Presented video hosted on Youtube (with permission from presenter) at: https://www.youtube.com/watch?v=qOwH2ZOIH0Q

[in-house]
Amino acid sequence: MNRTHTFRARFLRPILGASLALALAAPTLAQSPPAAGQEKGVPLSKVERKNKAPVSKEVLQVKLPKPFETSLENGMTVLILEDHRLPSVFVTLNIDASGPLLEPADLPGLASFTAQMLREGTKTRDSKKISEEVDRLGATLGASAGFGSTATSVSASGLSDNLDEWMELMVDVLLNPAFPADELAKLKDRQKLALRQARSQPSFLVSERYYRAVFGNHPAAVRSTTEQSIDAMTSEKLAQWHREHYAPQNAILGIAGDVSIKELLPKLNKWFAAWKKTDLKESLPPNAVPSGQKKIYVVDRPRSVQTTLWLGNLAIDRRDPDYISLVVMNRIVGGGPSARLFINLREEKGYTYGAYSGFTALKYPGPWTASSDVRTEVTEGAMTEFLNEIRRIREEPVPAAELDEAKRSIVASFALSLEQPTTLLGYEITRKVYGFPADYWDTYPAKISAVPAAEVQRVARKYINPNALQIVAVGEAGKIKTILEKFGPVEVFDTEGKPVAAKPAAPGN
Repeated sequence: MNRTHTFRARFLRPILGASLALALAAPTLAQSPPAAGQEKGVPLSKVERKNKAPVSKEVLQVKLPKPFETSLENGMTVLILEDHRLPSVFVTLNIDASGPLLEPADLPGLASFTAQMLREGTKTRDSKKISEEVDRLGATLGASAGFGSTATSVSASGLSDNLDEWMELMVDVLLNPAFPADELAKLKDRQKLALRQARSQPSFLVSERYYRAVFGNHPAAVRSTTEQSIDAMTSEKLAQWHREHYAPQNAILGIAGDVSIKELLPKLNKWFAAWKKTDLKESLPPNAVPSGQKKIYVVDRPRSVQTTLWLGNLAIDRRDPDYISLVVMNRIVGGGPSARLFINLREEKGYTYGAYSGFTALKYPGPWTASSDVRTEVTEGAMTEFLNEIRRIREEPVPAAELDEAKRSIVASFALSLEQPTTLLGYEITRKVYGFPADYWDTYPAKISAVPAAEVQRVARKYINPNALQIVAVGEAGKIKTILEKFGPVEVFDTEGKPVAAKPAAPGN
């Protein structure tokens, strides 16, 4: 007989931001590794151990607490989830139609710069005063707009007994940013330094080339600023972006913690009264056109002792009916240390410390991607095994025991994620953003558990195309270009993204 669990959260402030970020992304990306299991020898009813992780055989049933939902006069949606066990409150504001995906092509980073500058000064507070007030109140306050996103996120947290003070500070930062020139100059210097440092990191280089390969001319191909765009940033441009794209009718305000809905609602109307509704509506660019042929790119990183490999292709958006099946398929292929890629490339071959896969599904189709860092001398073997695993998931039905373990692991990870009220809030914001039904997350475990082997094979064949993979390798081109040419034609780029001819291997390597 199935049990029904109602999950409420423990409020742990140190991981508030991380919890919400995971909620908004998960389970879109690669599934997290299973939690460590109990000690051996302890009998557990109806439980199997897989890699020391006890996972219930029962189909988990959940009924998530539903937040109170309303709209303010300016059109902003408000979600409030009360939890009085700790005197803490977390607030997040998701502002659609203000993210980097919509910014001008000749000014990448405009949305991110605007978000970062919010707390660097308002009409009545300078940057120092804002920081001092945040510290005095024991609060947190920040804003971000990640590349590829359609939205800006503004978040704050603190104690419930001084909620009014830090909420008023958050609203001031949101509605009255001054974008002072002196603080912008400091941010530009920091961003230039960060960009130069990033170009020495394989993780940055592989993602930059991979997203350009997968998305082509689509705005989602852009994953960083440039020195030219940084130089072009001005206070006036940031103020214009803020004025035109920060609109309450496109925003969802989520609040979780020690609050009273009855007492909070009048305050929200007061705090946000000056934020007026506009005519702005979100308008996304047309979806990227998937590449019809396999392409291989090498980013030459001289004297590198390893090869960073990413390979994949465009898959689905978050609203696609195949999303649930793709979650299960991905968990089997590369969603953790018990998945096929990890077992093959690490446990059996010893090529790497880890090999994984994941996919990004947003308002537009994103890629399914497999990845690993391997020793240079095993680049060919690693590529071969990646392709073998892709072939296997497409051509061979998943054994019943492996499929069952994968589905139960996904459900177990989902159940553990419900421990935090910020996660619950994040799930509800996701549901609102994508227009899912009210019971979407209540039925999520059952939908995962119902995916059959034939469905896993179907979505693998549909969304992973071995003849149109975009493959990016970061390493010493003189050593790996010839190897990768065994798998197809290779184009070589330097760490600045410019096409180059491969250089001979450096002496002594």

Open-Domain Question Answering is the task of answering natural language questions with short factual answers. These questions are not accompanied by evidence, and can be from an open set of domains. Models must understand questions, search for and assemble evidence necessary to answer the question, and then generate an answer. Models which directly leverage question-answer (QA) pairs, such as closed-book QA (CBQA) models and QA-pair retrievers, show promise in terms of speed and memory compared to conventional models which retrieve and read from text corpora. QA-pair retrievers also offer interpretable answers, a high degree of control, and are trivial to update at test time with new knowledge. However, these models lack the accuracy of retrieve-and-read systems, as substantially less knowledge is covered by the available training QA-pairs relative to text corpora like Wikipedia. To facilitate improved QA-pair models, we introduce Probably Asked Questions (PAQ), a very large resource of 65M automatically-generated QA-pairs. We introduce a new QA-pair retriever, RePAQ, to complement PAQ. We find that PAQ preempts and caches test questions, enabling RePAQ to match the accuracy of recent retrieve-and-read models, whilst being significantly faster. RePAQ can be configured for size (under 500MB) or speed (over 1K questions per second) whilst retaining high accuracy. Lastly, we demonstrate RePAQ’s strength at selective QA, abstaining from answering when it is likely to be incorrect. This enables RePAQ to “back-off” to a more expensive state-of-the-art model, leading to a combined system which is both more accurate and 2x faster than the state-of-the-art model alone.